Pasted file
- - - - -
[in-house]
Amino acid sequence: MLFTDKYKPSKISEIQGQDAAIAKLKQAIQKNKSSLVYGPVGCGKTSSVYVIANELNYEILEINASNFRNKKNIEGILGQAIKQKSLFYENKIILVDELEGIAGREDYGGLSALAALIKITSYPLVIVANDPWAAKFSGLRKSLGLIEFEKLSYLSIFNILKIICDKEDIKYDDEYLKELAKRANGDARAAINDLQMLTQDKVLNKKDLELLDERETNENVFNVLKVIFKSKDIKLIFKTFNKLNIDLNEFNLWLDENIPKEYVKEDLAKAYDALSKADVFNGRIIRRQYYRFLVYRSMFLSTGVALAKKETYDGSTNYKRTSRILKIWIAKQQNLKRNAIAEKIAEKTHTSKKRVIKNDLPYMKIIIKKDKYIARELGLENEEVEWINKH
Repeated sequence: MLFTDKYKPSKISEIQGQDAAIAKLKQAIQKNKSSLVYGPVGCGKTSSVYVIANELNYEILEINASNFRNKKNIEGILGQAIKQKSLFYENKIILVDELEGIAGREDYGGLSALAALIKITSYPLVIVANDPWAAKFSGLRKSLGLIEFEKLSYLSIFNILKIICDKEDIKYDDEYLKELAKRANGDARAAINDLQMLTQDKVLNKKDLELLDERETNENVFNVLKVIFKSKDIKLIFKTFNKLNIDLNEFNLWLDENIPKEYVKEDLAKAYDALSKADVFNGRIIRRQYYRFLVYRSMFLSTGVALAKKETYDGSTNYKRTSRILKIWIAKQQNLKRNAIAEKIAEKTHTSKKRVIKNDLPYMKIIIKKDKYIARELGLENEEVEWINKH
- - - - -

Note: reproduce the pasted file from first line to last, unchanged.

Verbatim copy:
[in-house]
Amino acid sequence: MLFTDKYKPSKISEIQGQDAAIAKLKQAIQKNKSSLVYGPVGCGKTSSVYVIANELNYEILEINASNFRNKKNIEGILGQAIKQKSLFYENKIILVDELEGIAGREDYGGLSALAALIKITSYPLVIVANDPWAAKFSGLRKSLGLIEFEKLSYLSIFNILKIICDKEDIKYDDEYLKELAKRANGDARAAINDLQMLTQDKVLNKKDLELLDERETNENVFNVLKVIFKSKDIKLIFKTFNKLNIDLNEFNLWLDENIPKEYVKEDLAKAYDALSKADVFNGRIIRRQYYRFLVYRSMFLSTGVALAKKETYDGSTNYKRTSRILKIWIAKQQNLKRNAIAEKIAEKTHTSKKRVIKNDLPYMKIIIKKDKYIARELGLENEEVEWINKH
Repeated sequence: MLFTDKYKPSKISEIQGQDAAIAKLKQAIQKNKSSLVYGPVGCGKTSSVYVIANELNYEILEINASNFRNKKNIEGILGQAIKQKSLFYENKIILVDELEGIAGREDYGGLSALAALIKITSYPLVIVANDPWAAKFSGLRKSLGLIEFEKLSYLSIFNILKIICDKEDIKYDDEYLKELAKRANGDARAAINDLQMLTQDKVLNKKDLELLDERETNENVFNVLKVIFKSKDIKLIFKTFNKLNIDLNEFNLWLDENIPKEYVKEDLAKAYDALSKADVFNGRIIRRQYYRFLVYRSMFLSTGVALAKKETYDGSTNYKRTSRILKIWIAKQQNLKRNAIAEKIAEKTHTSKKRVIKNDLPYMKIIIKKDKYIARELGLENEEVEWINKH